Legend Q&A: Aaron Payne
Thursday, December 5, 2019
What an awesome career it has been for our awesome Head Coach Aaron Payne. Photo Blackhawks Media
Thank-you to the NRL for this great article!
Jason Wolfgram, NRL.com Reporter, Wed 4 Dec 2019
Born and bred in Townsville, Aaron Payne was the quintessential Cowboy.
After breaking into the top grade in 2002, the crafty hooker soon cemented his spot and went on to play a leading role in getting the Cowboys to their first ever grand final in 2005.
He is now making a name for himself as a coach with the Townsville Mendi Blackhawks in the Intrust Super Cup.
How old were you when rugby league caught your attention?
Dad played the game and when he finished playing it and I was a young fella, he used to watch it, so naturally I watched it. Right from when I was old enough to work out what was going on, I was a league fan. I wanted to play from when I was six years old but Dad wouldn’t let me start playing until I was 10. I’m glad now he didn’t. I played a lot of other sports which I think certainly helped me as I was playing a whole range of different sports, every sport taught me something different, which helped me later in life.
Where did you play your junior footy?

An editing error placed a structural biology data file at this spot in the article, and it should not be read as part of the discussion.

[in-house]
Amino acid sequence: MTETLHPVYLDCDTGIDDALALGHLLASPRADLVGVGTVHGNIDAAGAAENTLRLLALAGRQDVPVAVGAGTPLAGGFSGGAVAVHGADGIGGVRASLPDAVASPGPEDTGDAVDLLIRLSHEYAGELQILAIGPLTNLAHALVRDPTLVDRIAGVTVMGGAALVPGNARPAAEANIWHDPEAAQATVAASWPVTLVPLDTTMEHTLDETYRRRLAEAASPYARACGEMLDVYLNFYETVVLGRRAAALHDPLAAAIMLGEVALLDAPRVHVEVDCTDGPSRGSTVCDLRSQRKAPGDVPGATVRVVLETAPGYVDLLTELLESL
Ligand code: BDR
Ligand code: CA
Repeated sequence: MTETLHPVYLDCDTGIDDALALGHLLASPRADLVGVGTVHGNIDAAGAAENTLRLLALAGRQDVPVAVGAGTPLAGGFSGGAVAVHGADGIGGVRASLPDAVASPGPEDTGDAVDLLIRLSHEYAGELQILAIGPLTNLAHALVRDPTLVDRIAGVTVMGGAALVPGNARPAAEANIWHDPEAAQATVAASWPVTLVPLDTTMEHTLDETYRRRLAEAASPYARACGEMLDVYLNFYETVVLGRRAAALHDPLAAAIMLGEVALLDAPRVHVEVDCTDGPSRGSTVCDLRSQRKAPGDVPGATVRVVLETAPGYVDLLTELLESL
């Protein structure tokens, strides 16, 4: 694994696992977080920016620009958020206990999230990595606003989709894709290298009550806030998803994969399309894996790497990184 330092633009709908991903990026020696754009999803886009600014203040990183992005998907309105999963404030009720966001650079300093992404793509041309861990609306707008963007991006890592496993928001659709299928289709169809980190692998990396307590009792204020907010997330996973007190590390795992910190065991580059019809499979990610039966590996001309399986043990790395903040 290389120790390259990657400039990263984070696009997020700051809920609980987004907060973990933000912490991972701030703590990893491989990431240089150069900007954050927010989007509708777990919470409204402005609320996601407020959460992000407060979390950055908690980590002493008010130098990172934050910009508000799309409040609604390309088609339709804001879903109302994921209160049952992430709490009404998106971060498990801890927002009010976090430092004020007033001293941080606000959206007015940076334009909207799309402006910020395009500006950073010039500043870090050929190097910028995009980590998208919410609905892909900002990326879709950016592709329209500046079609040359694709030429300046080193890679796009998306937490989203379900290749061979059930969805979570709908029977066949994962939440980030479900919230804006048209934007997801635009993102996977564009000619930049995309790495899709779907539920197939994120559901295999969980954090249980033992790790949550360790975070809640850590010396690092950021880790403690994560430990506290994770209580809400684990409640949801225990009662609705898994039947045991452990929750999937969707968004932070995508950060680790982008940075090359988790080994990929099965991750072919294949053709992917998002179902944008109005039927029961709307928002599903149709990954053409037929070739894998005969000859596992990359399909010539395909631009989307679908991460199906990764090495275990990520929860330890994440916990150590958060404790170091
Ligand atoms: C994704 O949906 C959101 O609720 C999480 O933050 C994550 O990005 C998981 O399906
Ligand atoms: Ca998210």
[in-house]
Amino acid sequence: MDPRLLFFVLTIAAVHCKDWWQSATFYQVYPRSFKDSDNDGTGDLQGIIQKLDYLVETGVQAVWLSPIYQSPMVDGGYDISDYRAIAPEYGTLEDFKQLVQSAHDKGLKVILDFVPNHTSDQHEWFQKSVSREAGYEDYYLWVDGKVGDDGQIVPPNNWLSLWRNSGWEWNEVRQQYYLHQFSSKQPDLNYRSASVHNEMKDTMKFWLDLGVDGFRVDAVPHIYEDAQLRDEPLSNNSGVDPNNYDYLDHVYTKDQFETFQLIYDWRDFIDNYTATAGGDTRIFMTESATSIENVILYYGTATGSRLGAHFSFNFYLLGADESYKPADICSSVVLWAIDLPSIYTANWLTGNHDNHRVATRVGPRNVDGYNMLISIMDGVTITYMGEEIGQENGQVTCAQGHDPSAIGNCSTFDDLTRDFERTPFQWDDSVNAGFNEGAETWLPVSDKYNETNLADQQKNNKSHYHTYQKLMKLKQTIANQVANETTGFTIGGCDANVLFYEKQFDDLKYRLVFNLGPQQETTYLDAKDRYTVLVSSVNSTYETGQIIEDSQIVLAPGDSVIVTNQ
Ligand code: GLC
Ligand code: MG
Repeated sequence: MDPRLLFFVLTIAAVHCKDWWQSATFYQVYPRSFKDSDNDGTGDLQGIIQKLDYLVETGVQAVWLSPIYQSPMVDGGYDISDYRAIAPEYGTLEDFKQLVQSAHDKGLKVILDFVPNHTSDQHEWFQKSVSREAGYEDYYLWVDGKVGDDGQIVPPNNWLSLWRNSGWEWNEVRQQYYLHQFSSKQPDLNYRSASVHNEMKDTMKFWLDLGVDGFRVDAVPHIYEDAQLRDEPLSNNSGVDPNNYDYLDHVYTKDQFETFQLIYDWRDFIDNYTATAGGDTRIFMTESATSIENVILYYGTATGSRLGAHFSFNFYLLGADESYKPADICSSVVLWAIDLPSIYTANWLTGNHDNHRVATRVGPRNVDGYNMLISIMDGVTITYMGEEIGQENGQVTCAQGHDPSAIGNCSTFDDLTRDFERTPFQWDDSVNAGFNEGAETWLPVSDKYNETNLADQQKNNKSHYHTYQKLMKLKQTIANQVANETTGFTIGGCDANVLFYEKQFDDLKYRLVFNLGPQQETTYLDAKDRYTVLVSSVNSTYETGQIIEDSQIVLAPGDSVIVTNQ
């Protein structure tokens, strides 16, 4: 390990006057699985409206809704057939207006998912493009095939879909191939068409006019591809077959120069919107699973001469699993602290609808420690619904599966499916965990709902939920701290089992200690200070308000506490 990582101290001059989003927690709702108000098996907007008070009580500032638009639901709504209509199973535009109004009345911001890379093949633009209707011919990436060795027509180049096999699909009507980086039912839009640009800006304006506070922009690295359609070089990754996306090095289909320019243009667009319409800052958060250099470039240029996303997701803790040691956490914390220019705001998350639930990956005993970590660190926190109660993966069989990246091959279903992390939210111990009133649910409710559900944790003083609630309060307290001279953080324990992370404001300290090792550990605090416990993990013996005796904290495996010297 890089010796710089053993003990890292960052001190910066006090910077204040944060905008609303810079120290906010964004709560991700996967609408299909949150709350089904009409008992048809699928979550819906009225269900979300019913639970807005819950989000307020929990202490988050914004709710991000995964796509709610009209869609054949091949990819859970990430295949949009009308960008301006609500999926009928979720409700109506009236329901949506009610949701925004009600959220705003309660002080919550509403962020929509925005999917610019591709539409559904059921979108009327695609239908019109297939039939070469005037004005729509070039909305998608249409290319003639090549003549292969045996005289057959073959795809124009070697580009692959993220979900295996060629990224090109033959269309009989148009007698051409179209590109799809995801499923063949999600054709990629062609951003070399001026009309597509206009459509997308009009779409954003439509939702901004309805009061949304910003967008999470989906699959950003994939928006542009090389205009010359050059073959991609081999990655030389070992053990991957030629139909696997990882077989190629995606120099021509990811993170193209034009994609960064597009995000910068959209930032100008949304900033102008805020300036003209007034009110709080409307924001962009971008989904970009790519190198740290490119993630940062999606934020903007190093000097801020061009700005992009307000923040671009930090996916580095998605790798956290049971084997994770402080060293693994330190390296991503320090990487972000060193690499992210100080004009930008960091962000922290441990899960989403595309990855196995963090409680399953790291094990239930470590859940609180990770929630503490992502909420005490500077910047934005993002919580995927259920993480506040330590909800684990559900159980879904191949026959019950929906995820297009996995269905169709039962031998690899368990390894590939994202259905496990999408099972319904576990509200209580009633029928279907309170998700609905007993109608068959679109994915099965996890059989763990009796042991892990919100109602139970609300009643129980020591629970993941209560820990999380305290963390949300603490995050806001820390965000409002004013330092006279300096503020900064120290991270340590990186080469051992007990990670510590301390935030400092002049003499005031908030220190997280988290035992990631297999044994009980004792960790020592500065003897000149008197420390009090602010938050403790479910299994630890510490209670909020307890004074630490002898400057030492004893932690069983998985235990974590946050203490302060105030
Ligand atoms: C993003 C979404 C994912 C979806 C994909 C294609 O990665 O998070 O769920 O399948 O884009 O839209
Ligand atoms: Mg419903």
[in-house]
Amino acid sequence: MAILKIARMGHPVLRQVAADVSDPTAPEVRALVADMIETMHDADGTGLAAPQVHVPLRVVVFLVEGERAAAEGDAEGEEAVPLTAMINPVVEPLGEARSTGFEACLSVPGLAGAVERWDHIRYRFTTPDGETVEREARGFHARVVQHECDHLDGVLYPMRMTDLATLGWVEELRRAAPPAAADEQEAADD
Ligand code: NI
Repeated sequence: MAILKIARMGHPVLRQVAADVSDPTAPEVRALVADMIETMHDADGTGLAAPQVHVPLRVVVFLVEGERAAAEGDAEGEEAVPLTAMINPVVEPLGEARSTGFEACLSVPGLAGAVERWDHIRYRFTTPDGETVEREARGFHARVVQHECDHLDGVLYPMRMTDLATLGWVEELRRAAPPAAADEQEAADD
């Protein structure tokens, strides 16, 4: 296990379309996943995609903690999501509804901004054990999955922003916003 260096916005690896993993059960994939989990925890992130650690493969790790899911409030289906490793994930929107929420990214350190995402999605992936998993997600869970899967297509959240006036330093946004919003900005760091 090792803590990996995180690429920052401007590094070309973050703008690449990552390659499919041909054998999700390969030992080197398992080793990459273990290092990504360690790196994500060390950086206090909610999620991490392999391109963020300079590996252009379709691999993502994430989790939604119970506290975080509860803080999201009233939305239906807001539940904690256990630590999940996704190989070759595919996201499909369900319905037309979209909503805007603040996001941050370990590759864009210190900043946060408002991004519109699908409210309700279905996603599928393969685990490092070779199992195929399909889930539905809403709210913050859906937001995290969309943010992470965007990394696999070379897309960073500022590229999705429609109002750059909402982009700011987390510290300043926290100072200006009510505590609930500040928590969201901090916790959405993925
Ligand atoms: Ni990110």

I started out when I was 10 playing for Centrals in Townsville. We didn’t have enough for a team and when I was in 14’s I switched to Brothers and we won three premierships. Then when I was 17, we had enough for a team and I went back to Centrals and I went on to play A grade there. I went straight through to Queensland Cup and was signed by the Cowboys as a 17-year-old. I was a bit of a late bloomer, it took me a while to get a lot of my confidence.
In 2002, you started your first-grade career with the Cowboys. What are your memories of your debut game against the Dragons?
I still remember it pretty vividly. There’s a lot of my career that’s a bit of a blur, but it’s one that sticks out pretty well. There were a lot of guys I really looked up to and I thought at the time it was a bit surreal and something I was very proud of, given that my debut was at home and playing in front of so many family and friends. I certainly thought as a player, I didn’t belong there. It took quite a few seasons until I really believed I was up to that grade and worthy of it.
How long do you think it took before you actually felt like you were part of the team?
I made my debut in 2002 and only played five games. And then the following season in 2003 I only played four or five games. By 2004 I started the season really well and cemented my spot in the side. That’s when I started to believe that I was good enough to play first grade and I was well and truly up to it.
In 2005 you played in your very first grand final for the Cowboys. What was it like to play in the big one?
It was unbelievable, it was a childhood dream. For it to become a reality was something I’ll never forget. Being part of a team that turned the club around from being easybeats into a genuine force in the competition was a huge achievement.
Can you describe the feeling of losing the grand final to the Tigers?